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Jim Obergefell wins fight in U. S. Supreme Court same-sex marriage case

Jim Obergefell is the lead plaintiff in a case before the U.S. Supreme Court that will likely decide whether same-sex marriage is legal throughout the country.
Alex Heuer
St. Louis Public Radio

Updated on June 26 with news of ruling  — Todayin a 5-4 decision, the U.S. Supreme Court held that the 14th Amendment of the U.S. Constitution required states to give marriage licenses to same-sex couples. Jim Obergefell, the lead plaintiff in that case, sat down to talk with St. Louis on the Air three weeks before the decision was handed down. 

Our original story.

Nearly two years after Jim Obergefell married John Arthur, his long-time partner, the fight for their marriage to be legally recognized continues. Arthur died in 2013 of ALS, just a few months after they were married on the tarmac of an airport in Maryland.

The two lived in Ohio, where gay marriage is not legal. As a result, Obergefell, who is the lead plaintiff in a U.S. Supreme Court same-sex marriage case, cannot be listed on his husband’s death certificate. The decision in the case is expected later this month.

Along this journey, Obegerfell carries a part of Arthur with him in his wedding ring.

“In some ways, I’m really happy our arguments were heard in late April because at least that meant it was only two months I had to wait for a decision,” Obergefell said. “I am optimistic, but I also know that I can’t count my chickens. This court could do something that surprises me.”

Obergefell and Arthur sued the state of Ohio when they learned from a civil rights attorney that Obergefell could not be listed on Arthur’s death certificate after he died. “It’s a mix of the right to marry, and the right to have those lawful marriages recognized,” Obergefell said.

A.J. Bockelman, executive director of PROMO (Promoting Equality for All Missourians), also joined Marsh to discuss the status of same-sex marriage in Missouri. Same-sex marriage is recognized in St. Louis and St. Louis County, and Jackson County (Kansas City).

State and federal courts have issued several same-sex marriage rulings in Missouri.  In October 2014, a judge in Kansas City ruled that the state had to recognize the marriage licenses of same-sex couples who were legally wed in other states. Attorney General Chris Koster chose not to appeal that ruling.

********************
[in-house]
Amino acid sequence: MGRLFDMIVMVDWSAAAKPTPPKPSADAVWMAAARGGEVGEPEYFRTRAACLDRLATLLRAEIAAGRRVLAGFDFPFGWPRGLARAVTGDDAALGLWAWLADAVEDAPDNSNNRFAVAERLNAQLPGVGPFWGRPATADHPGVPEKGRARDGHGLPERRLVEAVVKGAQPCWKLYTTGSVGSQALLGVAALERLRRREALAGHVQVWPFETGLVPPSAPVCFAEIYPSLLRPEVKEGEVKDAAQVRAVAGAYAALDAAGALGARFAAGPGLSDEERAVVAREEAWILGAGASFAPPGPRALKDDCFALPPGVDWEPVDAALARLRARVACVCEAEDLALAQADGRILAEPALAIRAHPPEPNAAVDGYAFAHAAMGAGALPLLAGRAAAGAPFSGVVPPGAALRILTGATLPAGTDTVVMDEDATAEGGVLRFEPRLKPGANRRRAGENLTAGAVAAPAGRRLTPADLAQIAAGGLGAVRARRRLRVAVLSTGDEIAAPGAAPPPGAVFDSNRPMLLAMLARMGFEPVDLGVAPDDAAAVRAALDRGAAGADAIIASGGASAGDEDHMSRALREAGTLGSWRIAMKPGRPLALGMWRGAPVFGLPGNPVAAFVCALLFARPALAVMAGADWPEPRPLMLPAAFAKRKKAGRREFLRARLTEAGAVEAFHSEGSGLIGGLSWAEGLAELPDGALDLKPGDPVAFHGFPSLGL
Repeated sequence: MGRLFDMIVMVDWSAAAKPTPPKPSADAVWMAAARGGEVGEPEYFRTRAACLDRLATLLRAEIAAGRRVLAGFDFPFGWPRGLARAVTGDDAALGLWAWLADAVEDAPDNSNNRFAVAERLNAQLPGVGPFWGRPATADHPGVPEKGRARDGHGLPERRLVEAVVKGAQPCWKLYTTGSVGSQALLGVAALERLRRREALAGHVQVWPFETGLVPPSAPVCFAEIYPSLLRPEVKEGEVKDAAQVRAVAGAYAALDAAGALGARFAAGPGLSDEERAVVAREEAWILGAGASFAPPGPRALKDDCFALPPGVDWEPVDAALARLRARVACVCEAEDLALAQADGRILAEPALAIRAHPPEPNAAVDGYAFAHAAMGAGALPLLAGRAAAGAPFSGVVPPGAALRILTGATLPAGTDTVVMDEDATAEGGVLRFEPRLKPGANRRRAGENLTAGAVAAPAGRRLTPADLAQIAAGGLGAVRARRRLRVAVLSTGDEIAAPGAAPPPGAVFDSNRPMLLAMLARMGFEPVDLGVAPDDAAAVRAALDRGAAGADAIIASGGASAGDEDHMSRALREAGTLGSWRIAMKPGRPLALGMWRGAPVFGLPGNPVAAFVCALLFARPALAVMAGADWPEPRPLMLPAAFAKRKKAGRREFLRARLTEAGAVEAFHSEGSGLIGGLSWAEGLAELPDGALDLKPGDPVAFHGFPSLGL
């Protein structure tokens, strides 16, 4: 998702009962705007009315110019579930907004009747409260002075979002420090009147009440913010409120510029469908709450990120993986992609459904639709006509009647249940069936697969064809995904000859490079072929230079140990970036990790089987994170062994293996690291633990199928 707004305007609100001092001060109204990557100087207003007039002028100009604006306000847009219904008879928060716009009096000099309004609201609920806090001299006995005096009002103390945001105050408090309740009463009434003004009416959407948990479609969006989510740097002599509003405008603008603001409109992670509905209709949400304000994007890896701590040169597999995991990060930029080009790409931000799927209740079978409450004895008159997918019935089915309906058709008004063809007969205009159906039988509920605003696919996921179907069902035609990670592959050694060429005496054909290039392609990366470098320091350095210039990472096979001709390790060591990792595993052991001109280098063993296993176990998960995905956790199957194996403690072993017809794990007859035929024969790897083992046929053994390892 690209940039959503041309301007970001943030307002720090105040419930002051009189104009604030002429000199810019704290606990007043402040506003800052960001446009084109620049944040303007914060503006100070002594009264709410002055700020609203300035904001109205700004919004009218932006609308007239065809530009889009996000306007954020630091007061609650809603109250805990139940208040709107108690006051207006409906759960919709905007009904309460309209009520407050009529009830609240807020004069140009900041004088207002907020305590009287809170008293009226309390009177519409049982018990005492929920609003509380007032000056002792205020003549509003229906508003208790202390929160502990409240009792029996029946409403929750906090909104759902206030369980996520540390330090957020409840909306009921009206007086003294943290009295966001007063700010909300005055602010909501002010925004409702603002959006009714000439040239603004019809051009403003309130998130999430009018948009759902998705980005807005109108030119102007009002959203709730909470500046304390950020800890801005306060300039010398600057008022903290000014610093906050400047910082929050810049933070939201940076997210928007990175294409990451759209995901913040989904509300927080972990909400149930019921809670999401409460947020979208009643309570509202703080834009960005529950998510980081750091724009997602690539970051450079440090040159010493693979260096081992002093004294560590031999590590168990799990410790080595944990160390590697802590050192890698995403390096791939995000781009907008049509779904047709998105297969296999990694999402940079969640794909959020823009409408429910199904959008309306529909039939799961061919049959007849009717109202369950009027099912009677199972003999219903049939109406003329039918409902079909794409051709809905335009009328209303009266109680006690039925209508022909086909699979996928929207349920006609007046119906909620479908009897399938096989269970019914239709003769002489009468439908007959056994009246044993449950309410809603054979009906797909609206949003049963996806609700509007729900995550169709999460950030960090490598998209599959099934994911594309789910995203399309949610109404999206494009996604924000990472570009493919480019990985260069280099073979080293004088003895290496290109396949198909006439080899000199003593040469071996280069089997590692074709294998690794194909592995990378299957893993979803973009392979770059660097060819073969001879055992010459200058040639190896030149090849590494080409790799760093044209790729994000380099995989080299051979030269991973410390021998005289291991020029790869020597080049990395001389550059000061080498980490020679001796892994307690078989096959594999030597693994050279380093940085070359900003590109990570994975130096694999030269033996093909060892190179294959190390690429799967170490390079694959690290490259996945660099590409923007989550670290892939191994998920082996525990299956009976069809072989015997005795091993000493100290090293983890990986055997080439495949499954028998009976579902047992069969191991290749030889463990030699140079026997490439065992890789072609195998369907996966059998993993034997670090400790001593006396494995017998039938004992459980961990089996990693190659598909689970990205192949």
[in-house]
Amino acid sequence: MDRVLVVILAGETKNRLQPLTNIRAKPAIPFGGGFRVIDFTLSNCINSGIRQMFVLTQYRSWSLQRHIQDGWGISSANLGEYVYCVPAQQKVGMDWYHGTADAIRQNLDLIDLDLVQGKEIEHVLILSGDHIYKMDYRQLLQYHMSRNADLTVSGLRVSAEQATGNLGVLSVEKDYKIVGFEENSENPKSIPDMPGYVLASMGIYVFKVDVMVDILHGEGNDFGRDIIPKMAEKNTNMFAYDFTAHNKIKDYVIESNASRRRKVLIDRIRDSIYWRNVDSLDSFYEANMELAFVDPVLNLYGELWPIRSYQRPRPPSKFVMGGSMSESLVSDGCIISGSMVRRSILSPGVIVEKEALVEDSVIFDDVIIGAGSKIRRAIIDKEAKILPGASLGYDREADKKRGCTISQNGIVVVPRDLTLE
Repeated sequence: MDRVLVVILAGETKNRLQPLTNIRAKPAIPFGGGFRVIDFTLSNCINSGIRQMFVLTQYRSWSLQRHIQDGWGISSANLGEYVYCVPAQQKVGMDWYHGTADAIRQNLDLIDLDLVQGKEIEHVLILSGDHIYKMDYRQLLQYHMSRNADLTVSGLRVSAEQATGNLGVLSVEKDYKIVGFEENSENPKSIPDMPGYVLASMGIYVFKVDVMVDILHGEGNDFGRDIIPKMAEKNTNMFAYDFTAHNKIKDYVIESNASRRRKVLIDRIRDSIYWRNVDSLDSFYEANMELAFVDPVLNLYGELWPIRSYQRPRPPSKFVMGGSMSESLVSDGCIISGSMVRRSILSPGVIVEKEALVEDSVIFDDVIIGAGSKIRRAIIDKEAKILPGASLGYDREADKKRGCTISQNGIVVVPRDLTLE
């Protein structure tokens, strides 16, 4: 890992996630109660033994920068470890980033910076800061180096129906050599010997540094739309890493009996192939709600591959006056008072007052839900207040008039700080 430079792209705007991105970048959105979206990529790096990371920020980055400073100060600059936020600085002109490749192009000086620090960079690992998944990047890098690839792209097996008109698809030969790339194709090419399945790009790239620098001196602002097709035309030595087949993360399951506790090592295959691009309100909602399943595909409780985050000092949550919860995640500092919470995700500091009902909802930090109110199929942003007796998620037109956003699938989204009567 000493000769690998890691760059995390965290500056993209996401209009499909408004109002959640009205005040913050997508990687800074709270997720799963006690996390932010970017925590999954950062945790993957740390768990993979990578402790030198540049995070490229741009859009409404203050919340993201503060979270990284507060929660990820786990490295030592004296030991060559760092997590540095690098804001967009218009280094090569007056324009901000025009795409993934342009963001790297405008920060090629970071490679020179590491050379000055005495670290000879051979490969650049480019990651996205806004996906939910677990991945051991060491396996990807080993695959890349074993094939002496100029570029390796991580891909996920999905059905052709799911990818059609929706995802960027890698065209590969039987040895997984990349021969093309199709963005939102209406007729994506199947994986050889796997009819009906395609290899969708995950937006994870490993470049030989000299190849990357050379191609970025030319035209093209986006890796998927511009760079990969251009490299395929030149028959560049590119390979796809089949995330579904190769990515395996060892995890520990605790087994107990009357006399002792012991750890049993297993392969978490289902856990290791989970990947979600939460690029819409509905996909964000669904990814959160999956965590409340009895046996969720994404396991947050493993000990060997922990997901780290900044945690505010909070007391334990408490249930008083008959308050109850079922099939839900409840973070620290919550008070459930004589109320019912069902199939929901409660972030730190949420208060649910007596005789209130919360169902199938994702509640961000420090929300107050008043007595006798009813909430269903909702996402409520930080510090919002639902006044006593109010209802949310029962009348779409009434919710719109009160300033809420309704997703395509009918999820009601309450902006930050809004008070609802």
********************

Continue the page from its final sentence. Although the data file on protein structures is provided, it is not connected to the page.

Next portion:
About a month later, a judge in St. Louis determined that the state’s constitutional ban on same-sex marriage violated the U.S. Constitution. Two days later, on November 7, 2014, a federal judge reached the same conclusion.

Koster has appealed both of those cases to higher courts. The federal 8th Circuit Court of Appeals and the Missouri Supreme Court are waiting for the U.S. Supreme Court to rule on Obergefell’s case before hearing oral arguments in the Missouri cases.

“We still don’t have things such as Social Security benefits and things like that,” Bockelman said. “I think that the biggest win will be when those more tangible benefits are extended to same-sex couples.”

Obergefell stated that he has received an outpouring of support along his journey. “Even in my city of Cincinnati, there’s been a sea change of opinion,” he said. “Cincinnati for years was considered one of the most unfriendly places in the country for the LGBT community. That’s changed completely.”

“If marriage equality comes to the entire U.S. at the end of the month, I think we all know it will become a political football yet again,” Obergerfell said. “Certain candidates will hold that up as evidence of the decline of American society while other candidates will hold it up as an example of our country living up to the ideals of the Constitution.”

If the Supreme Court rules in favor of Obergefell’s case, the decision will be likened to other historical cases, such as Roe v. Wade and Brown v. Board of Education.

St. Louis on the Air discusses issues and concerns facing the St. Louis area. The show is produced by Mary Edwards and Alex Heuer and hosted by veteran journalist Don Marsh. Follow us on Twitter: @STLonAir.

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Rachel is the justice correspondent at St. Louis Public Radio.
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